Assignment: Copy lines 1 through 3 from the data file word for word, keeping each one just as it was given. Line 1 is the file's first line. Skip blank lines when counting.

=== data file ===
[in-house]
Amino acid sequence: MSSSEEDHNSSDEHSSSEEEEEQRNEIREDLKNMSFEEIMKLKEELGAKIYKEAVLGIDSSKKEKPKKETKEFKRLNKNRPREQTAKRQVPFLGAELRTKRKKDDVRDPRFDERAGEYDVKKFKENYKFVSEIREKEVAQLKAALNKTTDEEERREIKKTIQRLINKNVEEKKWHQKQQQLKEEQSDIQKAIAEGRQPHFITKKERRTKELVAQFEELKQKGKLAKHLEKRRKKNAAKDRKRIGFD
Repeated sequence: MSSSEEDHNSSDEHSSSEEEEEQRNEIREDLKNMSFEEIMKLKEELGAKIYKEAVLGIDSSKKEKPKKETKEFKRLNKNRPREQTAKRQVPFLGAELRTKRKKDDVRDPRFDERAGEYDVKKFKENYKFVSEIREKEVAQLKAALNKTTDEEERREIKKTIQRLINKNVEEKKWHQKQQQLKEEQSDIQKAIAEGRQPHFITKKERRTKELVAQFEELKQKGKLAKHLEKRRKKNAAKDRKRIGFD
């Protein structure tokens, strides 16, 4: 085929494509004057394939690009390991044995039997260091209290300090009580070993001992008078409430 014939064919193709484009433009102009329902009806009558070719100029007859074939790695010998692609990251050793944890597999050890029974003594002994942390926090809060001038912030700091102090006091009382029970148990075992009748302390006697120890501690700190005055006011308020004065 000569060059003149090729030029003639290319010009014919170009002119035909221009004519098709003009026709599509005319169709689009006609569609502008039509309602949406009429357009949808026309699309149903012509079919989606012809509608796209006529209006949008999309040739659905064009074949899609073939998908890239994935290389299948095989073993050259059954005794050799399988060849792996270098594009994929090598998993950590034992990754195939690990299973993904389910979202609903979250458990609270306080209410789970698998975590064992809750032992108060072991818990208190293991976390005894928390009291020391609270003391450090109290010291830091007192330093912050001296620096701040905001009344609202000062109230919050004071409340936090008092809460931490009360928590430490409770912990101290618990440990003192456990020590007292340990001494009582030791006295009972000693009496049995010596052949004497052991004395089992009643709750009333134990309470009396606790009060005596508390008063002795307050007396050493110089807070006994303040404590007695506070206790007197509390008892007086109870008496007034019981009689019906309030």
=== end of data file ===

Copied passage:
[in-house]
Amino acid sequence: MSSSEEDHNSSDEHSSSEEEEEQRNEIREDLKNMSFEEIMKLKEELGAKIYKEAVLGIDSSKKEKPKKETKEFKRLNKNRPREQTAKRQVPFLGAELRTKRKKDDVRDPRFDERAGEYDVKKFKENYKFVSEIREKEVAQLKAALNKTTDEEERREIKKTIQRLINKNVEEKKWHQKQQQLKEEQSDIQKAIAEGRQPHFITKKERRTKELVAQFEELKQKGKLAKHLEKRRKKNAAKDRKRIGFD
Repeated sequence: MSSSEEDHNSSDEHSSSEEEEEQRNEIREDLKNMSFEEIMKLKEELGAKIYKEAVLGIDSSKKEKPKKETKEFKRLNKNRPREQTAKRQVPFLGAELRTKRKKDDVRDPRFDERAGEYDVKKFKENYKFVSEIREKEVAQLKAALNKTTDEEERREIKKTIQRLINKNVEEKKWHQKQQQLKEEQSDIQKAIAEGRQPHFITKKERRTKELVAQFEELKQKGKLAKHLEKRRKKNAAKDRKRIGFD